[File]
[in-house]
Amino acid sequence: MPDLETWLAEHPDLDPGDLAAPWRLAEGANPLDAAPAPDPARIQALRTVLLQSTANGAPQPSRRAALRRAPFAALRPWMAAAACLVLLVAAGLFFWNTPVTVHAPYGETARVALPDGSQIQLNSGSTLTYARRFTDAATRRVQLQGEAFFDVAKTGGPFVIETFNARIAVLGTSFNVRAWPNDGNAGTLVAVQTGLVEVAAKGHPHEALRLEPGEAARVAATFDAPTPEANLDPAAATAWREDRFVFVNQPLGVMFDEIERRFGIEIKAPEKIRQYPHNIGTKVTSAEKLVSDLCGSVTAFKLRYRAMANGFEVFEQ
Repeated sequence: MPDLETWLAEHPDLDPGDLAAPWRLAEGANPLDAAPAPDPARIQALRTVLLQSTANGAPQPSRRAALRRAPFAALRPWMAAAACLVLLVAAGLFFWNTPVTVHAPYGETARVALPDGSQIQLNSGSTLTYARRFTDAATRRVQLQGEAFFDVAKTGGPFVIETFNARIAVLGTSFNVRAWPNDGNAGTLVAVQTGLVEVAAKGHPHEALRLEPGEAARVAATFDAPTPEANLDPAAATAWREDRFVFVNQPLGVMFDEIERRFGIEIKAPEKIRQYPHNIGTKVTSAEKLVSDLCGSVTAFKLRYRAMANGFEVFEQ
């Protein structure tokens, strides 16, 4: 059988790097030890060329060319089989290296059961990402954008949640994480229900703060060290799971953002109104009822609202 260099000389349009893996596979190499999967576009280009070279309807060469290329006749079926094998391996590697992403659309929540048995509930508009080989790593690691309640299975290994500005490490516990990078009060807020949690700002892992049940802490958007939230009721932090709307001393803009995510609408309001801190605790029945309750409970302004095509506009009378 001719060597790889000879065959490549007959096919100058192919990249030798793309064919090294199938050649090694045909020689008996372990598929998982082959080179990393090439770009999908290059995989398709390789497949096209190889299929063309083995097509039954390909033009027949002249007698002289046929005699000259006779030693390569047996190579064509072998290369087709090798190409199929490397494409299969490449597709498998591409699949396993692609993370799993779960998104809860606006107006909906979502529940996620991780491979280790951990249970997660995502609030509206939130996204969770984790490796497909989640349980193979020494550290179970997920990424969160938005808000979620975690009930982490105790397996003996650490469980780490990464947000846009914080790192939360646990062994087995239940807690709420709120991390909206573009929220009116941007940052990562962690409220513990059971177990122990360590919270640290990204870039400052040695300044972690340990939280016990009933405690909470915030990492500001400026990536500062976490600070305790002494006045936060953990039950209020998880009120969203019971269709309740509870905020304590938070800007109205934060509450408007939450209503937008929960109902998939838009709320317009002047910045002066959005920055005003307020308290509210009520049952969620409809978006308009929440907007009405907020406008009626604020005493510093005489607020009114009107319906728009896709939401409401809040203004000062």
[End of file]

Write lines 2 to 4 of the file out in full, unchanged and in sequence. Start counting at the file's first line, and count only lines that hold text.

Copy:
Amino acid sequence: MPDLETWLAEHPDLDPGDLAAPWRLAEGANPLDAAPAPDPARIQALRTVLLQSTANGAPQPSRRAALRRAPFAALRPWMAAAACLVLLVAAGLFFWNTPVTVHAPYGETARVALPDGSQIQLNSGSTLTYARRFTDAATRRVQLQGEAFFDVAKTGGPFVIETFNARIAVLGTSFNVRAWPNDGNAGTLVAVQTGLVEVAAKGHPHEALRLEPGEAARVAATFDAPTPEANLDPAAATAWREDRFVFVNQPLGVMFDEIERRFGIEIKAPEKIRQYPHNIGTKVTSAEKLVSDLCGSVTAFKLRYRAMANGFEVFEQ
Repeated sequence: MPDLETWLAEHPDLDPGDLAAPWRLAEGANPLDAAPAPDPARIQALRTVLLQSTANGAPQPSRRAALRRAPFAALRPWMAAAACLVLLVAAGLFFWNTPVTVHAPYGETARVALPDGSQIQLNSGSTLTYARRFTDAATRRVQLQGEAFFDVAKTGGPFVIETFNARIAVLGTSFNVRAWPNDGNAGTLVAVQTGLVEVAAKGHPHEALRLEPGEAARVAATFDAPTPEANLDPAAATAWREDRFVFVNQPLGVMFDEIERRFGIEIKAPEKIRQYPHNIGTKVTSAEKLVSDLCGSVTAFKLRYRAMANGFEVFEQ
């Protein structure tokens, strides 16, 4: 059988790097030890060329060319089989290296059961990402954008949640994480229900703060060290799971953002109104009822609202 260099000389349009893996596979190499999967576009280009070279309807060469290329006749079926094998391996590697992403659309929540048995509930508009080989790593690691309640299975290994500005490490516990990078009060807020949690700002892992049940802490958007939230009721932090709307001393803009995510609408309001801190605790029945309750409970302004095509506009009378 001719060597790889000879065959490549007959096919100058192919990249030798793309064919090294199938050649090694045909020689008996372990598929998982082959080179990393090439770009999908290059995989398709390789497949096209190889299929063309083995097509039954390909033009027949002249007698002289046929005699000259006779030693390569047996190579064509072998290369087709090798190409199929490397494409299969490449597709498998591409699949396993692609993370799993779960998104809860606006107006909906979502529940996620991780491979280790951990249970997660995502609030509206939130996204969770984790490796497909989640349980193979020494550290179970997920990424969160938005808000979620975690009930982490105790397996003996650490469980780490990464947000846009914080790192939360646990062994087995239940807690709420709120991390909206573009929220009116941007940052990562962690409220513990059971177990122990360590919270640290990204870039400052040695300044972690340990939280016990009933405690909470915030990492500001400026990536500062976490600070305790002494006045936060953990039950209020998880009120969203019971269709309740509870905020304590938070800007109205934060509450408007939450209503937008929960109902998939838009709320317009002047910045002066959005920055005003307020308290509210009520049952969620409809978006308009929440907007009405907020406008009626604020005493510093005489607020009114009107319906728009896709939401409401809040203004000062």